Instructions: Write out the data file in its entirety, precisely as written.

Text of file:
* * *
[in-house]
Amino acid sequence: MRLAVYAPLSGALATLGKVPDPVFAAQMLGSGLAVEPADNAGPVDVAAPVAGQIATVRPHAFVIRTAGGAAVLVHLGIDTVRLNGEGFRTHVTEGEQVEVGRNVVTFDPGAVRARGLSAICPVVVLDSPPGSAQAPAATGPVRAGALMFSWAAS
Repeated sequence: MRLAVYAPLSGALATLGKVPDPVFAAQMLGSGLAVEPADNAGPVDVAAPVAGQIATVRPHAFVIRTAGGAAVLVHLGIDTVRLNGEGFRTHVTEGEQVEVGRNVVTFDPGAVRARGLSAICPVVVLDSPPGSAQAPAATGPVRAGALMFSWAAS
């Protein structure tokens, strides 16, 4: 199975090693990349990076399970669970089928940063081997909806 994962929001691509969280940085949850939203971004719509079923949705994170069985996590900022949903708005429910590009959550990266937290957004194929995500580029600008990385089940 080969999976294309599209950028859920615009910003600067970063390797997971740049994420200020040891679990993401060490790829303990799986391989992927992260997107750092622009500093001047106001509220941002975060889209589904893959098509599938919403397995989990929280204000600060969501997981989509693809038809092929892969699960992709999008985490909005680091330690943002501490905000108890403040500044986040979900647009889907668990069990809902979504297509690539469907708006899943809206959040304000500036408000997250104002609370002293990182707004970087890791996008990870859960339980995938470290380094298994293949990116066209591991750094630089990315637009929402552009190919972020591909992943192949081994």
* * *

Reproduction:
[in-house]
Amino acid sequence: MRLAVYAPLSGALATLGKVPDPVFAAQMLGSGLAVEPADNAGPVDVAAPVAGQIATVRPHAFVIRTAGGAAVLVHLGIDTVRLNGEGFRTHVTEGEQVEVGRNVVTFDPGAVRARGLSAICPVVVLDSPPGSAQAPAATGPVRAGALMFSWAAS
Repeated sequence: MRLAVYAPLSGALATLGKVPDPVFAAQMLGSGLAVEPADNAGPVDVAAPVAGQIATVRPHAFVIRTAGGAAVLVHLGIDTVRLNGEGFRTHVTEGEQVEVGRNVVTFDPGAVRARGLSAICPVVVLDSPPGSAQAPAATGPVRAGALMFSWAAS
């Protein structure tokens, strides 16, 4: 199975090693990349990076399970669970089928940063081997909806 994962929001691509969280940085949850939203971004719509079923949705994170069985996590900022949903708005429910590009959550990266937290957004194929995500580029600008990385089940 080969999976294309599209950028859920615009910003600067970063390797997971740049994420200020040891679990993401060490790829303990799986391989992927992260997107750092622009500093001047106001509220941002975060889209589904893959098509599938919403397995989990929280204000600060969501997981989509693809038809092929892969699960992709999008985490909005680091330690943002501490905000108890403040500044986040979900647009889907668990069990809902979504297509690539469907708006899943809206959040304000500036408000997250104002609370002293990182707004970087890791996008990870859960339980995938470290380094298994293949990116066209591991750094630089990315637009929402552009190919972020591909992943192949081994």